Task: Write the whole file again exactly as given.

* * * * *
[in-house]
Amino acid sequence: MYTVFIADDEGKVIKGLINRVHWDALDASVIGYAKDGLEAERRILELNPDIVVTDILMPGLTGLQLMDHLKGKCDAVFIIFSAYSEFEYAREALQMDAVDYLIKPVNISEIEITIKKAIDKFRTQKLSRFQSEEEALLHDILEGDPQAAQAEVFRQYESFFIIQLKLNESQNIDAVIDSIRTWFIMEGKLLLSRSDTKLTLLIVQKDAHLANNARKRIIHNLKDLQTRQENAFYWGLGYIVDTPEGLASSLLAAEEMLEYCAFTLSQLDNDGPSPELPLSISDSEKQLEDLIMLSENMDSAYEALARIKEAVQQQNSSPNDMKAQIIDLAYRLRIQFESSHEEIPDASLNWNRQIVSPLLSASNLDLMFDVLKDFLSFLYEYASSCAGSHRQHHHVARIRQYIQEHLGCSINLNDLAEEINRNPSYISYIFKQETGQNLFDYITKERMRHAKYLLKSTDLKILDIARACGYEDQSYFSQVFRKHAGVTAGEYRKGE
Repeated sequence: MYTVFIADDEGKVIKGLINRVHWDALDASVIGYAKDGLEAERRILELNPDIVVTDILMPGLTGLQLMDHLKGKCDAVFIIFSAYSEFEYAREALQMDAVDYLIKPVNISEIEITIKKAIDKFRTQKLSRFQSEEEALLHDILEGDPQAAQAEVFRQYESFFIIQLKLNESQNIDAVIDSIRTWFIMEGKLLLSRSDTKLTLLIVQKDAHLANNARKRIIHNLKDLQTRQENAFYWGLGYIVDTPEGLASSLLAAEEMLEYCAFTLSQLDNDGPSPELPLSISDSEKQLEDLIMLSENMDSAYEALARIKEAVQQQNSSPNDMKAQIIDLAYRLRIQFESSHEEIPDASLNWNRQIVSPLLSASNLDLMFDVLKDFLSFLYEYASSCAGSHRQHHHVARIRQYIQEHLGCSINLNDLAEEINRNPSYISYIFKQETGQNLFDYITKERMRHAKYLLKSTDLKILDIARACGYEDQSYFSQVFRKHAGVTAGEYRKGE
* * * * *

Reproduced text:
[in-house]
Amino acid sequence: MYTVFIADDEGKVIKGLINRVHWDALDASVIGYAKDGLEAERRILELNPDIVVTDILMPGLTGLQLMDHLKGKCDAVFIIFSAYSEFEYAREALQMDAVDYLIKPVNISEIEITIKKAIDKFRTQKLSRFQSEEEALLHDILEGDPQAAQAEVFRQYESFFIIQLKLNESQNIDAVIDSIRTWFIMEGKLLLSRSDTKLTLLIVQKDAHLANNARKRIIHNLKDLQTRQENAFYWGLGYIVDTPEGLASSLLAAEEMLEYCAFTLSQLDNDGPSPELPLSISDSEKQLEDLIMLSENMDSAYEALARIKEAVQQQNSSPNDMKAQIIDLAYRLRIQFESSHEEIPDASLNWNRQIVSPLLSASNLDLMFDVLKDFLSFLYEYASSCAGSHRQHHHVARIRQYIQEHLGCSINLNDLAEEINRNPSYISYIFKQETGQNLFDYITKERMRHAKYLLKSTDLKILDIARACGYEDQSYFSQVFRKHAGVTAGEYRKGE
Repeated sequence: MYTVFIADDEGKVIKGLINRVHWDALDASVIGYAKDGLEAERRILELNPDIVVTDILMPGLTGLQLMDHLKGKCDAVFIIFSAYSEFEYAREALQMDAVDYLIKPVNISEIEITIKKAIDKFRTQKLSRFQSEEEALLHDILEGDPQAAQAEVFRQYESFFIIQLKLNESQNIDAVIDSIRTWFIMEGKLLLSRSDTKLTLLIVQKDAHLANNARKRIIHNLKDLQTRQENAFYWGLGYIVDTPEGLASSLLAAEEMLEYCAFTLSQLDNDGPSPELPLSISDSEKQLEDLIMLSENMDSAYEALARIKEAVQQQNSSPNDMKAQIIDLAYRLRIQFESSHEEIPDASLNWNRQIVSPLLSASNLDLMFDVLKDFLSFLYEYASSCAGSHRQHHHVARIRQYIQEHLGCSINLNDLAEEINRNPSYISYIFKQETGQNLFDYITKERMRHAKYLLKSTDLKILDIARACGYEDQSYFSQVFRKHAGVTAGEYRKGE